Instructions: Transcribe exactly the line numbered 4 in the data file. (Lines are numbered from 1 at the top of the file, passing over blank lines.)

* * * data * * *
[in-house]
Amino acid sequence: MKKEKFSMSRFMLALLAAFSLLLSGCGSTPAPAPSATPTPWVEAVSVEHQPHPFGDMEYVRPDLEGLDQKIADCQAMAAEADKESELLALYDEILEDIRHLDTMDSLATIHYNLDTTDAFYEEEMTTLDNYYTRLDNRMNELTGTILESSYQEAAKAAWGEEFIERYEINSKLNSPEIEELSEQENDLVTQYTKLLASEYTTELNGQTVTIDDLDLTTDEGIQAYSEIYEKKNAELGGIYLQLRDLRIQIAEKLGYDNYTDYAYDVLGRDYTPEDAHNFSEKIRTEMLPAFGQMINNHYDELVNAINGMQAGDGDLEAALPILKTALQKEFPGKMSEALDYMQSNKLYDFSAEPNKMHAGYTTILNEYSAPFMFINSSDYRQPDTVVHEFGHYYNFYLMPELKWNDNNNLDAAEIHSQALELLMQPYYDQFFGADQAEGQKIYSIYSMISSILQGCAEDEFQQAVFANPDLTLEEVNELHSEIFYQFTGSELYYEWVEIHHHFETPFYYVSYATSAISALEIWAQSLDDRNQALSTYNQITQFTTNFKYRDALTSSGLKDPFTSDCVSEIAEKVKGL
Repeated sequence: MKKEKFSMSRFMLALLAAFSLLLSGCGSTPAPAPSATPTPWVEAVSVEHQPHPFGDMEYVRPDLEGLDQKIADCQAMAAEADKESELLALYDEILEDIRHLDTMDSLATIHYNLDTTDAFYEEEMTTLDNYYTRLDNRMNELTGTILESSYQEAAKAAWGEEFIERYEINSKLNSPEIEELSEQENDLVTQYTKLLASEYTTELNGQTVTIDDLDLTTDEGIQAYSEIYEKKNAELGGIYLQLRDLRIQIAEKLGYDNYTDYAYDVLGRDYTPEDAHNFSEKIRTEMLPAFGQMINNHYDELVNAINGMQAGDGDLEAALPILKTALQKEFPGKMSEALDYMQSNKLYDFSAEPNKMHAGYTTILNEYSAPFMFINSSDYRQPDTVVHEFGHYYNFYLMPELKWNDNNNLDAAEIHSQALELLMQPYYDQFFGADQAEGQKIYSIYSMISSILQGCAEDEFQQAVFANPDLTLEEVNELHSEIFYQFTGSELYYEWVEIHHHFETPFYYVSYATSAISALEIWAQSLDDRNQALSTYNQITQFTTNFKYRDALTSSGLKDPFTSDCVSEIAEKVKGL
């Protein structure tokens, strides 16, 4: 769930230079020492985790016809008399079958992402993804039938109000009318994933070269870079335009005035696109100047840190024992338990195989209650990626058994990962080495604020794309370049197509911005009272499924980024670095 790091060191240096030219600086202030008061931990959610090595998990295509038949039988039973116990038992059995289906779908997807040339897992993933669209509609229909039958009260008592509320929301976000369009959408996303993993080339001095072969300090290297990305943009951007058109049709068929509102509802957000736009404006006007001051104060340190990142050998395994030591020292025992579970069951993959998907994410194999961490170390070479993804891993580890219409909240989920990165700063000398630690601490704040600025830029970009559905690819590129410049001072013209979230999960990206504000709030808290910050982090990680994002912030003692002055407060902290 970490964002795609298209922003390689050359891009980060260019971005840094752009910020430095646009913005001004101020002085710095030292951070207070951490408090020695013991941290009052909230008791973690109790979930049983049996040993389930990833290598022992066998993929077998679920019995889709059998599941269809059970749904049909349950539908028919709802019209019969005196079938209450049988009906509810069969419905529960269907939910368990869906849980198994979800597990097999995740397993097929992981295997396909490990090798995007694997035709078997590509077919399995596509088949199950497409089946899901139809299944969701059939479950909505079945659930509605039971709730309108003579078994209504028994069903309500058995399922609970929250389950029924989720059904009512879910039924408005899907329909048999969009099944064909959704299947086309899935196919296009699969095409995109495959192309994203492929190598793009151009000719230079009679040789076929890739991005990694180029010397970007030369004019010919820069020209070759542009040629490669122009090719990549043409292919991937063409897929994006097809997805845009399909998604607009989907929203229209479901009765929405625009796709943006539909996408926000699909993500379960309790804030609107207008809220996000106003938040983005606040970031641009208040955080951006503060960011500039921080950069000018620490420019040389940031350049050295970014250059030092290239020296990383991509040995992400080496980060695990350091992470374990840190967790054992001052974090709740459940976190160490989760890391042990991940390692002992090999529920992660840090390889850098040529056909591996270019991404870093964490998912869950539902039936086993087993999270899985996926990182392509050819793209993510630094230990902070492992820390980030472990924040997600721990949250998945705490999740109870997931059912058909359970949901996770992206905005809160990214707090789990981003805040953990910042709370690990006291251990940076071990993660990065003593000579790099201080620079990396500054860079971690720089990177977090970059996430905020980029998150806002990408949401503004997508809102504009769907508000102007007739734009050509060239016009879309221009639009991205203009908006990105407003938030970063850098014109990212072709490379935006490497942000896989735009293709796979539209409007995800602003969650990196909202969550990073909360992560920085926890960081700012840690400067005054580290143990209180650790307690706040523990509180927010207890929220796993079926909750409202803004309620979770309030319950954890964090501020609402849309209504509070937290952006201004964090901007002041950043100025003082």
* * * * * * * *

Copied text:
């Protein structure tokens, strides 16, 4: 769930230079020492985790016809008399079958992402993804039938109000009318994933070269870079335009005035696109100047840190024992338990195989209650990626058994990962080495604020794309370049197509911005009272499924980024670095 790091060191240096030219600086202030008061931990959610090595998990295509038949039988039973116990038992059995289906779908997807040339897992993933669209509609229909039958009260008592509320929301976000369009959408996303993993080339001095072969300090290297990305943009951007058109049709068929509102509802957000736009404006006007001051104060340190990142050998395994030591020292025992579970069951993959998907994410194999961490170390070479993804891993580890219409909240989920990165700063000398630690601490704040600025830029970009559905690819590129410049001072013209979230999960990206504000709030808290910050982090990680994002912030003692002055407060902290 970490964002795609298209922003390689050359891009980060260019971005840094752009910020430095646009913005001004101020002085710095030292951070207070951490408090020695013991941290009052909230008791973690109790979930049983049996040993389930990833290598022992066998993929077998679920019995889709059998599941269809059970749904049909349950539908028919709802019209019969005196079938209450049988009906509810069969419905529960269907939910368990869906849980198994979800597990097999995740397993097929992981295997396909490990090798995007694997035709078997590509077919399995596509088949199950497409089946899901139809299944969701059939479950909505079945659930509605039971709730309108003579078994209504028994069903309500058995399922609970929250389950029924989720059904009512879910039924408005899907329909048999969009099944064909959704299947086309899935196919296009699969095409995109495959192309994203492929190598793009151009000719230079009679040789076929890739991005990694180029010397970007030369004019010919820069020209070759542009040629490669122009090719990549043409292919991937063409897929994006097809997805845009399909998604607009989907929203229209479901009765929405625009796709943006539909996408926000699909993500379960309790804030609107207008809220996000106003938040983005606040970031641009208040955080951006503060960011500039921080950069000018620490420019040389940031350049050295970014250059030092290239020296990383991509040995992400080496980060695990350091992470374990840190967790054992001052974090709740459940976190160490989760890391042990991940390692002992090999529920992660840090390889850098040529056909591996270019991404870093964490998912869950539902039936086993087993999270899985996926990182392509050819793209993510630094230990902070492992820390980030472990924040997600721990949250998945705490999740109870997931059912058909359970949901996770992206905005809160990214707090789990981003805040953990910042709370690990006291251990940076071990993660990065003593000579790099201080620079990396500054860079971690720089990177977090970059996430905020980029998150806002990408949401503004997508809102504009769907508000102007007739734009050509060239016009879309221009639009991205203009908006990105407003938030970063850098014109990212072709490379935006490497942000896989735009293709796979539209409007995800602003969650990196909202969550990073909360992560920085926890960081700012840690400067005054580290143990209180650790307690706040523990509180927010207890929220796993079926909750409202803004309620979770309030319950954890964090501020609402849309209504509070937290952006201004964090901007002041950043100025003082």